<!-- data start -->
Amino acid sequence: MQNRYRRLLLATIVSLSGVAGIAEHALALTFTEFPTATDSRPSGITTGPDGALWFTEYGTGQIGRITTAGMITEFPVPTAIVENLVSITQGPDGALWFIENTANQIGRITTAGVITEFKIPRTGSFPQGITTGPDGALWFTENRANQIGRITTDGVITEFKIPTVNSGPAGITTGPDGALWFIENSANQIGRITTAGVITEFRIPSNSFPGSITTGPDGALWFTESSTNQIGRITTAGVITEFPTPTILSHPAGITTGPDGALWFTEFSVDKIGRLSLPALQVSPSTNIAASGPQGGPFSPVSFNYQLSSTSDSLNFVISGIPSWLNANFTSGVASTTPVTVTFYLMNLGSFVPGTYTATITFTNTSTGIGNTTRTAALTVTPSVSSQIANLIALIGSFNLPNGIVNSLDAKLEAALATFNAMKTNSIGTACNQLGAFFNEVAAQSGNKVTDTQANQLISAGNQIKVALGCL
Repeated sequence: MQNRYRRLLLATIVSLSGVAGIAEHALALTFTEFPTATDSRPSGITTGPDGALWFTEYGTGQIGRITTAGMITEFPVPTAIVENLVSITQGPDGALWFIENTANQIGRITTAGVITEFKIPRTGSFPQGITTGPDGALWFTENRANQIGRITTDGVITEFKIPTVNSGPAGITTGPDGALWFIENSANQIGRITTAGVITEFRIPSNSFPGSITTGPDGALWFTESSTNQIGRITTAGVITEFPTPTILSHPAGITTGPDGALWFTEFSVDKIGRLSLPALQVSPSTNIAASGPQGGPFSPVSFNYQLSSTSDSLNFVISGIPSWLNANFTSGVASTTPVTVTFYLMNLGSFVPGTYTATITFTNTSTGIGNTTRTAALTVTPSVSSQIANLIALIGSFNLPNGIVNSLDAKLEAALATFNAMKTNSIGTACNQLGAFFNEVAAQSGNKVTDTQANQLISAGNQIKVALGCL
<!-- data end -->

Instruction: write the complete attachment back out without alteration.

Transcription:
Amino acid sequence: MQNRYRRLLLATIVSLSGVAGIAEHALALTFTEFPTATDSRPSGITTGPDGALWFTEYGTGQIGRITTAGMITEFPVPTAIVENLVSITQGPDGALWFIENTANQIGRITTAGVITEFKIPRTGSFPQGITTGPDGALWFTENRANQIGRITTDGVITEFKIPTVNSGPAGITTGPDGALWFIENSANQIGRITTAGVITEFRIPSNSFPGSITTGPDGALWFTESSTNQIGRITTAGVITEFPTPTILSHPAGITTGPDGALWFTEFSVDKIGRLSLPALQVSPSTNIAASGPQGGPFSPVSFNYQLSSTSDSLNFVISGIPSWLNANFTSGVASTTPVTVTFYLMNLGSFVPGTYTATITFTNTSTGIGNTTRTAALTVTPSVSSQIANLIALIGSFNLPNGIVNSLDAKLEAALATFNAMKTNSIGTACNQLGAFFNEVAAQSGNKVTDTQANQLISAGNQIKVALGCL
Repeated sequence: MQNRYRRLLLATIVSLSGVAGIAEHALALTFTEFPTATDSRPSGITTGPDGALWFTEYGTGQIGRITTAGMITEFPVPTAIVENLVSITQGPDGALWFIENTANQIGRITTAGVITEFKIPRTGSFPQGITTGPDGALWFTENRANQIGRITTDGVITEFKIPTVNSGPAGITTGPDGALWFIENSANQIGRITTAGVITEFRIPSNSFPGSITTGPDGALWFTESSTNQIGRITTAGVITEFPTPTILSHPAGITTGPDGALWFTEFSVDKIGRLSLPALQVSPSTNIAASGPQGGPFSPVSFNYQLSSTSDSLNFVISGIPSWLNANFTSGVASTTPVTVTFYLMNLGSFVPGTYTATITFTNTSTGIGNTTRTAALTVTPSVSSQIANLIALIGSFNLPNGIVNSLDAKLEAALATFNAMKTNSIGTACNQLGAFFNEVAAQSGNKVTDTQANQLISAGNQIKVALGCL